Principle 2

Institutional investors should have a robust policy on managing conflicts of interest in relation to stewardship and this policy should be publicly disclosed

It is a fundamental requirement for a financial services firm such as M&G to act in the best interests of its clients and/or its beneficiaries, and identify and manage conflicts of interest. This is central to our duty of care. Accordingly, it is important for our clients to know that M&G will use all reasonable endeavours to identify conflicts, manage them effectively and treat our clients fairly.

M&G has a comprehensive Conflicts of Interest Policy which reflects both the nature of our business activities and our ownership structure (including any potential conflicts arising from our ownership by Prudential plc).

M&G staff are required to complete annual mandatory conflicts of interest training to ensure they understand all conflicts of interest that arise by virtue of the roles they perform, and are aware of the process for identifying and reporting conflicts, so that they can be managed in an appropriate manner. The M&G conflicts of interest disclosure statement can be found on our website. Please see the section below ‘Identifying conflicts of interest at M&G’ for information on the factors that are taken into account when identifying conflicts of interest.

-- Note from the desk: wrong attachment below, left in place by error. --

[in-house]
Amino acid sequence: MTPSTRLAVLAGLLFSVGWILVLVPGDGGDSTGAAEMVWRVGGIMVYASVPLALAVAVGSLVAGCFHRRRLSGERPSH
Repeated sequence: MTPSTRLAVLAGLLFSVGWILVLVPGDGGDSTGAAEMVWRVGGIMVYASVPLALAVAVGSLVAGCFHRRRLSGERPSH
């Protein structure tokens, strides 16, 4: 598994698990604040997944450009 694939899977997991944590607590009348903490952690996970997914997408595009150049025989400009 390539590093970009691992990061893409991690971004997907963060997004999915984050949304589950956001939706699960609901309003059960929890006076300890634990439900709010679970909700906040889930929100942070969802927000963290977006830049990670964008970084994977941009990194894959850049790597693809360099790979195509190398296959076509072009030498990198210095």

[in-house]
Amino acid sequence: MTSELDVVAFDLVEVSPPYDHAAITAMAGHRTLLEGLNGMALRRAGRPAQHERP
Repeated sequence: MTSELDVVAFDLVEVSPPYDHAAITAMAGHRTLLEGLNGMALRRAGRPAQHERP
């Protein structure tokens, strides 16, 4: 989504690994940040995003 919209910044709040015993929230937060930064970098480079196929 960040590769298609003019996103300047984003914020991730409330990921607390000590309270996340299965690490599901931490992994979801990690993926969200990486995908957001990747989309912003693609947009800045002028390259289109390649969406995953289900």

On occasion, we may encounter conflicts of interest related to our stewardship activities. It is incumbent on all investment professionals and members of the Corporate Finance & Stewardship team to identify and manage such conflicts, in line with the wider M&G Group Conflicts of Interest Policy. In all such instances, our objective is to ensure that these conflicts are identified and managed appropriately to ensure our clients’ best interests are served.

Examples of conflicts that may arise in relation to stewardship activities are provided below. The potential conflicts arise both in the way the investee company monitoring and engagement is managed and in relation to voting activities where M&G is voting on resolutions.

In each case, where a conflict arises, the conflict is identified and reported, in line with the wider M&G Group Conflicts of Interest Policy and an appropriate plan for mitigating the conflict is agreed. This might include referring the matter to the M&G Conflicts of Interest Committee for deliberation.

Identifying conflicts of interest at M&G

In identifying the conflicts of interest that may arise when providing services to our clients, M&G will take into account the following:

a) Whether any M&G entity is likely to make a financial gain, or avoid a financial loss, at a client’s expense (firm versus client conflict)

b) Whether a client is disadvantaged or makes a loss when an employee or other person connected to an M&G entity makes a gain (individual versus client conflict)

c) Whether a client makes a gain or avoids a loss where another client makes a loss or is disadvantaged (client versus client conflict)

d) Whether an M&G entity, employee or fund benefits at the expense of another M&G entity or fund (intra group conflict)